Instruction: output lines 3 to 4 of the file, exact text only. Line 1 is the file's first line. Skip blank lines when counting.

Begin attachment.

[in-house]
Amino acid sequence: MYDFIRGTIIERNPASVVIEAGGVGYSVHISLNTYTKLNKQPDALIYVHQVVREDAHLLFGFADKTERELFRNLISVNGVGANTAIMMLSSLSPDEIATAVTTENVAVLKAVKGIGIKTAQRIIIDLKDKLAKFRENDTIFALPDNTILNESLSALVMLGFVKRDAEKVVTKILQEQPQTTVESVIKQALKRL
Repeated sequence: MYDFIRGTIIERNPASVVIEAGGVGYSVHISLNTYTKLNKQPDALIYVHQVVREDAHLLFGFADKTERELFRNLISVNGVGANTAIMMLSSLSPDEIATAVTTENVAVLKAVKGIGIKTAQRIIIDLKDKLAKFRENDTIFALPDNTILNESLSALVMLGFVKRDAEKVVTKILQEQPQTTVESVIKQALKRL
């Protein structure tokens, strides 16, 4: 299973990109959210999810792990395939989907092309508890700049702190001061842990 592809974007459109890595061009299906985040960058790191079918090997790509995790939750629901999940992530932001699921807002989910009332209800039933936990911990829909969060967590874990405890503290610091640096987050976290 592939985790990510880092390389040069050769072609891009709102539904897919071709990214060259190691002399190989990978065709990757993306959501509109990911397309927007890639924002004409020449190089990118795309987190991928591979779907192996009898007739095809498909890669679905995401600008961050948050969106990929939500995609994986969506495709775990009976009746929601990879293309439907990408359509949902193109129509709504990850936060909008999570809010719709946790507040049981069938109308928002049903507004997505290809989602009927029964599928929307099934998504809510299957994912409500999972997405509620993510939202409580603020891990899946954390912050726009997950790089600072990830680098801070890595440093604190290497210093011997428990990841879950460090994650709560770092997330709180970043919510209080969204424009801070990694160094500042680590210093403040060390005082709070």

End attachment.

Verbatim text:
Repeated sequence: MYDFIRGTIIERNPASVVIEAGGVGYSVHISLNTYTKLNKQPDALIYVHQVVREDAHLLFGFADKTERELFRNLISVNGVGANTAIMMLSSLSPDEIATAVTTENVAVLKAVKGIGIKTAQRIIIDLKDKLAKFRENDTIFALPDNTILNESLSALVMLGFVKRDAEKVVTKILQEQPQTTVESVIKQALKRL
């Protein structure tokens, strides 16, 4: 299973990109959210999810792990395939989907092309508890700049702190001061842990 592809974007459109890595061009299906985040960058790191079918090997790509995790939750629901999940992530932001699921807002989910009332209800039933936990911990829909969060967590874990405890503290610091640096987050976290 592939985790990510880092390389040069050769072609891009709102539904897919071709990214060259190691002399190989990978065709990757993306959501509109990911397309927007890639924002004409020449190089990118795309987190991928591979779907192996009898007739095809498909890669679905995401600008961050948050969106990929939500995609994986969506495709775990009976009746929601990879293309439907990408359509949902193109129509709504990850936060909008999570809010719709946790507040049981069938109308928002049903507004997505290809989602009927029964599928929307099934998504809510299957994912409500999972997405509620993510939202409580603020891990899946954390912050726009997950790089600072990830680098801070890595440093604190290497210093011997428990990841879950460090994650709560770092997330709180970043919510209080969204424009801070990694160094500042680590210093403040060390005082709070």